Diamond Color

Diamond Color

General Facts

  • Color is one of the 4 C’s
  • Diamond Color refers to the lack of color in the stone
  • A chemically pure and structurally perfect diamond has no hue
  • Diamonds are graded on a scale of D-Z to measure the degree of colorlessness

Colorless Grading Scale

  • Before GIA universalized the D-to-Z Color Grading Scale, a variety of other systems were used loosely, from A, B, and C (used without clear definition), to Arabic (0, 1, 2, 3) and Roman (I, II, III) numbers, to descriptive terms like “gem blue” or “blue-white,” which are notorious for misinterpretation.
  • So the creators of the GIA Color Scale wanted to start fresh, without any association with earlier systems.
  • Thus the GIA scale starts at the letter D.
  • Very few people still cling to other grading systems, and no other system has the clarity and universal acceptance of the GIA scale.

Are Diamonds Graded as Zs Considered Fancy-Color?

  • No. Naturally colored diamonds outside the normal color range are called fancy-color diamonds.
  • The FTC provides no guidelines for the use of the term “fancy-color” in the US, but there is general agreement in the international trade that fancy-color diamonds are either yellow or brown diamonds that have more color than a Z master stone or they exhibit a color other than yellow or brown.

Tips on Diamond Color

  • It is important to note that round diamonds will generally show color best when they are compared to all the different fancy shapes.
  • For example, when comparing a round H color diamond vs. an emerald cut H color diamond, the round may look whiter than the emerald cut due to the differences in their faceting style. They round have brilliant facets, while the emerald features a step cut or mirror type of faceting.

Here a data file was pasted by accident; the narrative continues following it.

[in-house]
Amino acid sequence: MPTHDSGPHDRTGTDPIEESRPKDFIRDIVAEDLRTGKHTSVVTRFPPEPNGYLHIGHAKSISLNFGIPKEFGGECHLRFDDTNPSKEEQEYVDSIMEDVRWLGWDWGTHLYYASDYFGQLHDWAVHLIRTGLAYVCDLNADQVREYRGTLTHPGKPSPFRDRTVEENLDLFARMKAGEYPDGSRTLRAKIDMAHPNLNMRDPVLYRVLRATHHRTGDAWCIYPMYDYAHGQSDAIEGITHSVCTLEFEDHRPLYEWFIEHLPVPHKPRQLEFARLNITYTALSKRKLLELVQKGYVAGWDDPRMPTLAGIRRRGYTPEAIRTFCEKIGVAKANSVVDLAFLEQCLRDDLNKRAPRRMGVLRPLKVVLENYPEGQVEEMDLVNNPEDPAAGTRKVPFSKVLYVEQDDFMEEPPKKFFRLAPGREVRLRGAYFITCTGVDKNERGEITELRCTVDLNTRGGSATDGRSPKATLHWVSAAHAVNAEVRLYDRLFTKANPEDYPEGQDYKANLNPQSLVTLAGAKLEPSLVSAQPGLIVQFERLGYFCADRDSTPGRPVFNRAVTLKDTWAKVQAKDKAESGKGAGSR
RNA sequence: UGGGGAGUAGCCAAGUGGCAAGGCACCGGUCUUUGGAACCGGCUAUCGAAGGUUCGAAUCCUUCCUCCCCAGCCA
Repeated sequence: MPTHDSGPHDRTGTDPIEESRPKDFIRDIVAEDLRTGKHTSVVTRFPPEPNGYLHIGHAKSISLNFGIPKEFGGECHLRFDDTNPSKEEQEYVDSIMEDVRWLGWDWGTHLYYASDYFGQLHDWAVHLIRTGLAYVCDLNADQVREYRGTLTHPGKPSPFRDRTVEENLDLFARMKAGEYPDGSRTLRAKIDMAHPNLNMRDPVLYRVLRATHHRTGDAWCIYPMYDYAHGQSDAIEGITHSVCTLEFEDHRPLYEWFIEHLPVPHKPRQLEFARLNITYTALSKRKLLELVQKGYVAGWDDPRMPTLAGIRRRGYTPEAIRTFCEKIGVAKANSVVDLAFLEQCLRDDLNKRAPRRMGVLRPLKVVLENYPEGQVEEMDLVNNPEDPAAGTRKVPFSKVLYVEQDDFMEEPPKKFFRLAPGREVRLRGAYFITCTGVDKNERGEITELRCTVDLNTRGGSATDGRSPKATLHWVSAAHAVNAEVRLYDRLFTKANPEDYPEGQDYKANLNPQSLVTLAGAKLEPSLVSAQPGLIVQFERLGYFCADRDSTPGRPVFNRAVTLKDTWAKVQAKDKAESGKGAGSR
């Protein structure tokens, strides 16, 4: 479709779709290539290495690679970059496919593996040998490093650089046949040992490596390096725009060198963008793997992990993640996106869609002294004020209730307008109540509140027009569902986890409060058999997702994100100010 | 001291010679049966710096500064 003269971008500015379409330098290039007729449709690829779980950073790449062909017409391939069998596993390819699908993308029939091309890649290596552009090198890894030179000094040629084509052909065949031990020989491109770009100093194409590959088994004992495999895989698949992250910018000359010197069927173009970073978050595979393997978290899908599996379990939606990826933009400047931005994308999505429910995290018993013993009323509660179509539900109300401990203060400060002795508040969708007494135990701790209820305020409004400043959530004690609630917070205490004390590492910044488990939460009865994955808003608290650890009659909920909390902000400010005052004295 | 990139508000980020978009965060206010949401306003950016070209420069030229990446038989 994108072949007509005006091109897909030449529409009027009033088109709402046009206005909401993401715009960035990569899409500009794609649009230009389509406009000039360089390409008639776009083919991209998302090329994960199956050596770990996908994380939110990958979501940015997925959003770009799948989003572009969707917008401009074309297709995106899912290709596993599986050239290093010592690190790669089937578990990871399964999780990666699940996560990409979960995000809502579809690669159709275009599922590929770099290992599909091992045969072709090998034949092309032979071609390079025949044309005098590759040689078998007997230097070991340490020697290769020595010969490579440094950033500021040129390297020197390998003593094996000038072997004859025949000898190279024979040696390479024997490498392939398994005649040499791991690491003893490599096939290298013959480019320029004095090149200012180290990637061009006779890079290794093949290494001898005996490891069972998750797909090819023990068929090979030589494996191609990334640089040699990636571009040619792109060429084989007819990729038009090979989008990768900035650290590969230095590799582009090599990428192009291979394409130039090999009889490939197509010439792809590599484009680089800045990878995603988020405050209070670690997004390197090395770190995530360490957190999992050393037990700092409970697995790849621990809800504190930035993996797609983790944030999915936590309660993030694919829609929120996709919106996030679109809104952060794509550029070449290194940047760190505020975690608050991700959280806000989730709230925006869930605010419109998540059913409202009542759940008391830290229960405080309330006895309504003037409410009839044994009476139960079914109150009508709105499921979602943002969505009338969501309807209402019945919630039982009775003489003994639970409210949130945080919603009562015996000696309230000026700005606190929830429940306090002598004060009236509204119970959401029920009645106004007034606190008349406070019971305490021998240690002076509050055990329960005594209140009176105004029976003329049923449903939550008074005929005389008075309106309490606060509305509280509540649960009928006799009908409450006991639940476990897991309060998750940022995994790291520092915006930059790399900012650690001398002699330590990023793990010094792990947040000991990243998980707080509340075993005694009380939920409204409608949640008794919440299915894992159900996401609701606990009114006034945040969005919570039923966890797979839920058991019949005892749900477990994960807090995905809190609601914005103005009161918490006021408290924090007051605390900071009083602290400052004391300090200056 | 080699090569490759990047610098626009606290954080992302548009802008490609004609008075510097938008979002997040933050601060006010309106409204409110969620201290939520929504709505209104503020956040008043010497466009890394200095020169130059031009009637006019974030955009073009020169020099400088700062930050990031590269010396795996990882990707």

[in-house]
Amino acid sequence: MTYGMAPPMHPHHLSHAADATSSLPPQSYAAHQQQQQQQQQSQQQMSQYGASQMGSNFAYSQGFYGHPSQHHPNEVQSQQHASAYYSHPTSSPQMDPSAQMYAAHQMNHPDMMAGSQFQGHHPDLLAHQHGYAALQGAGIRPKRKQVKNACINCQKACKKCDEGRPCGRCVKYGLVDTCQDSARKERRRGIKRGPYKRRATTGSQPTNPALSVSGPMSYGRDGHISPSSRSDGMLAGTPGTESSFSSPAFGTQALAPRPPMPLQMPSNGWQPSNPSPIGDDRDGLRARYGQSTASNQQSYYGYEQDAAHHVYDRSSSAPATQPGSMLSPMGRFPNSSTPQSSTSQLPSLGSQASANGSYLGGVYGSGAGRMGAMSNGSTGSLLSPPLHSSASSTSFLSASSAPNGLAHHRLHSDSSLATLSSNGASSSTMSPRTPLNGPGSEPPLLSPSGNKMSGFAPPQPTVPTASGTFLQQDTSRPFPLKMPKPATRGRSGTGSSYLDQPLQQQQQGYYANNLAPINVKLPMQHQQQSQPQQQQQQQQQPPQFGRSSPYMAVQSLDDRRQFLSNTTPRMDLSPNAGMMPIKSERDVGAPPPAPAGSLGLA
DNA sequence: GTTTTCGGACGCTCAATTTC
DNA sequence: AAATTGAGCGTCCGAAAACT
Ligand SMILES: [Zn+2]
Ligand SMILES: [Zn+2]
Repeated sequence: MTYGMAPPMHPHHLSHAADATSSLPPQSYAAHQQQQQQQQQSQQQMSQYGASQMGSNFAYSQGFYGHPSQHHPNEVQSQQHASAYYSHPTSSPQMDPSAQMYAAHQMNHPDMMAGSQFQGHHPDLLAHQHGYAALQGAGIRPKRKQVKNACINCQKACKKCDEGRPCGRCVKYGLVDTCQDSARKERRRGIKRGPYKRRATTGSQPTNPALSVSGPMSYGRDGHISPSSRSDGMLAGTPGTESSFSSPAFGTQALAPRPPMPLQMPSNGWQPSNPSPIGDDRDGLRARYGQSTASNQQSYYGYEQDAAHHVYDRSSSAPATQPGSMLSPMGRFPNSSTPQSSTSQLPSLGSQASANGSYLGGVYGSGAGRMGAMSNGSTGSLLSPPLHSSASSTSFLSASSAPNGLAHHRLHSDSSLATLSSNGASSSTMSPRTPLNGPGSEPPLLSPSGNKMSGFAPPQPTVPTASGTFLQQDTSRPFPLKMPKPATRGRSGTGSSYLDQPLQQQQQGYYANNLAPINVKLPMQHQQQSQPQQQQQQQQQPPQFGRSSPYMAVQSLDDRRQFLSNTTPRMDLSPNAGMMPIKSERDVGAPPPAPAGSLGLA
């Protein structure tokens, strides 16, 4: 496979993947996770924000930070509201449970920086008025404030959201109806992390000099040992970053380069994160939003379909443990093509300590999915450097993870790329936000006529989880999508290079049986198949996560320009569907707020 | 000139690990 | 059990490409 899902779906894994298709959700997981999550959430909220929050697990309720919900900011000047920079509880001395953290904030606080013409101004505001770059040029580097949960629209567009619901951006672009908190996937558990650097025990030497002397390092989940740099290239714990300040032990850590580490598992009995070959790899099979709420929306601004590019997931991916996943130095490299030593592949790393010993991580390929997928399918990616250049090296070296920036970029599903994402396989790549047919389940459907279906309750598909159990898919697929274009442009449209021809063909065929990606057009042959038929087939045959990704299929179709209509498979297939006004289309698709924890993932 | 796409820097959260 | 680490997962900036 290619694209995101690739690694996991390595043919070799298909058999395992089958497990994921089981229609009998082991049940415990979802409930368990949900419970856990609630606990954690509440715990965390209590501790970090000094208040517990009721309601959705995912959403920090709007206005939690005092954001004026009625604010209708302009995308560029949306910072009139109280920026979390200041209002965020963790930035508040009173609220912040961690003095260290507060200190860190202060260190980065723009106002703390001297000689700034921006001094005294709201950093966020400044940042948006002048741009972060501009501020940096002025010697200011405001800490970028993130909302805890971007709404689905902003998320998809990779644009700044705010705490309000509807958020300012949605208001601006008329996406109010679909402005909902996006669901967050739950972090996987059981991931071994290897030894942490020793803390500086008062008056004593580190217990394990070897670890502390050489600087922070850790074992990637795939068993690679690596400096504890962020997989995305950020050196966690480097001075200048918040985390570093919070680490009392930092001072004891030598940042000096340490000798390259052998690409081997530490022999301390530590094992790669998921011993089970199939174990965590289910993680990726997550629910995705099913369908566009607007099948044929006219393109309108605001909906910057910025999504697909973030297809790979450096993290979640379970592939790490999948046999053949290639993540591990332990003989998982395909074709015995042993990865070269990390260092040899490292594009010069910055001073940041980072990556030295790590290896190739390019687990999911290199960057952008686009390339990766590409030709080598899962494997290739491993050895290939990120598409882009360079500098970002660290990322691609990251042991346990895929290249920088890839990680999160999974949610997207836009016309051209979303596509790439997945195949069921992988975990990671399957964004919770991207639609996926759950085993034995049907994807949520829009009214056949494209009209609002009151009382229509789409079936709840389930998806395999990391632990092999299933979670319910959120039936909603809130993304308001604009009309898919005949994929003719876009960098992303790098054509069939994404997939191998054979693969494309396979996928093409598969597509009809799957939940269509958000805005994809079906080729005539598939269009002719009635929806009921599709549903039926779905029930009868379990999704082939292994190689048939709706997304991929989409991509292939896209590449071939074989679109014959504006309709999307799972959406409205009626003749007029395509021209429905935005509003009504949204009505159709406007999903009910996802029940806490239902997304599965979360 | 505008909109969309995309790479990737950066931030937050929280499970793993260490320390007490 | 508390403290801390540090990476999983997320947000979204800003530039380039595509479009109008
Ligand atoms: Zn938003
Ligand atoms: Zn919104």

• When examining the color of your diamond, you should look at the stone from a top bird's eye view and from the side profile view.
  • The top birds-eye view will show how the diamond is going to look a majority of the time as you look at it in the ring. This view will make the color look more favorable.
  • The side profile view does not have as much light return distracting your eyes and will show you the true color of the diamond.
  • Always return to the bird's eye view to make your final decision because this is how you will view your diamond most often.

Our recommendations:

  • We do specialize in colorless diamonds here at Princess Bride Diamonds, but we find that most clients start noticing the warmer tint of color in a H.
  • If you are trying to decide what color is best for you, ask yourself this question:
  • What color metal do you like for your ring?
    • Diamond color tend to be the most noticeable when set in a white gold or platinum ring due to the contrast of the metal against the diamonds.
    • If you are choosing white gold or platinum, we recommend shopping in the D-G color range.
    • If you are choosing yellow or rose gold it will be harder to tell that the diamond has a shade of yellow because the metal somewhat camouflages it or makes it less obvious to the eye.
    • We recommend shopping D-I color to pair with a yellow or rose gold ring.
    • People often assume that by choosing a yellow or rose gold ring, color is not as important, but colorless diamonds will have an extremely beautiful contrast up against colored metal.


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